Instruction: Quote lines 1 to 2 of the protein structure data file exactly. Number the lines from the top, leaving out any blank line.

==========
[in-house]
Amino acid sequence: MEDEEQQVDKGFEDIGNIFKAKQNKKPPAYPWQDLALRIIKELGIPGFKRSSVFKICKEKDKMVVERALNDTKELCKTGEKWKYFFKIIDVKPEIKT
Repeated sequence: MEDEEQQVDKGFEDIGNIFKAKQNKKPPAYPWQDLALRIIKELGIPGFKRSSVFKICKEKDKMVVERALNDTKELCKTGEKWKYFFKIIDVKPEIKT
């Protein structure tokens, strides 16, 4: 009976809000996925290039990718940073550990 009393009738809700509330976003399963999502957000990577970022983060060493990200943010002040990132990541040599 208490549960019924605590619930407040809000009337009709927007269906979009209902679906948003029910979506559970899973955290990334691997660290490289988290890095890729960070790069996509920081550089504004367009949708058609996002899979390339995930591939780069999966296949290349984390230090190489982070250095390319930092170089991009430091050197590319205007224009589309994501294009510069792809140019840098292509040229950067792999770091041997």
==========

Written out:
[in-house]
Amino acid sequence: MEDEEQQVDKGFEDIGNIFKAKQNKKPPAYPWQDLALRIIKELGIPGFKRSSVFKICKEKDKMVVERALNDTKELCKTGEKWKYFFKIIDVKPEIKT